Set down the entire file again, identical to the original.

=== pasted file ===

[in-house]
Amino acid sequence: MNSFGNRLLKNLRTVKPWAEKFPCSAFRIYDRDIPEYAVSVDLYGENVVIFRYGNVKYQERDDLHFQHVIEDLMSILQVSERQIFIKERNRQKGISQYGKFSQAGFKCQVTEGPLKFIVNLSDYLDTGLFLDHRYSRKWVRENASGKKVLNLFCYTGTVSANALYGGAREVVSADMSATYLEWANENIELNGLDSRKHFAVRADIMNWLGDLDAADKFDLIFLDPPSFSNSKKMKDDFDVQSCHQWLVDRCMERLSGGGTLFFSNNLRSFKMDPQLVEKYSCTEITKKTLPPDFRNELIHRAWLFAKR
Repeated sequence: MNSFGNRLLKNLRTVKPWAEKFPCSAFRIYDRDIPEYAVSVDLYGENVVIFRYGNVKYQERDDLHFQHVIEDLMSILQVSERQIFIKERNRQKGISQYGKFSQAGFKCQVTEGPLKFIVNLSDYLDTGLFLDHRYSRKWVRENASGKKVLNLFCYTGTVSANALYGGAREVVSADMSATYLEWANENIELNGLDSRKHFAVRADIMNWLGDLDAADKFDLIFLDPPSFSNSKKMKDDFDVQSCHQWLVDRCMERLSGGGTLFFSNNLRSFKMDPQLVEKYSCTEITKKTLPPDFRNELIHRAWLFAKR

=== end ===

[in-house]
Amino acid sequence: MNSFGNRLLKNLRTVKPWAEKFPCSAFRIYDRDIPEYAVSVDLYGENVVIFRYGNVKYQERDDLHFQHVIEDLMSILQVSERQIFIKERNRQKGISQYGKFSQAGFKCQVTEGPLKFIVNLSDYLDTGLFLDHRYSRKWVRENASGKKVLNLFCYTGTVSANALYGGAREVVSADMSATYLEWANENIELNGLDSRKHFAVRADIMNWLGDLDAADKFDLIFLDPPSFSNSKKMKDDFDVQSCHQWLVDRCMERLSGGGTLFFSNNLRSFKMDPQLVEKYSCTEITKKTLPPDFRNELIHRAWLFAKR
Repeated sequence: MNSFGNRLLKNLRTVKPWAEKFPCSAFRIYDRDIPEYAVSVDLYGENVVIFRYGNVKYQERDDLHFQHVIEDLMSILQVSERQIFIKERNRQKGISQYGKFSQAGFKCQVTEGPLKFIVNLSDYLDTGLFLDHRYSRKWVRENASGKKVLNLFCYTGTVSANALYGGAREVVSADMSATYLEWANENIELNGLDSRKHFAVRADIMNWLGDLDAADKFDLIFLDPPSFSNSKKMKDDFDVQSCHQWLVDRCMERLSGGGTLFFSNNLRSFKMDPQLVEKYSCTEITKKTLPPDFRNELIHRAWLFAKR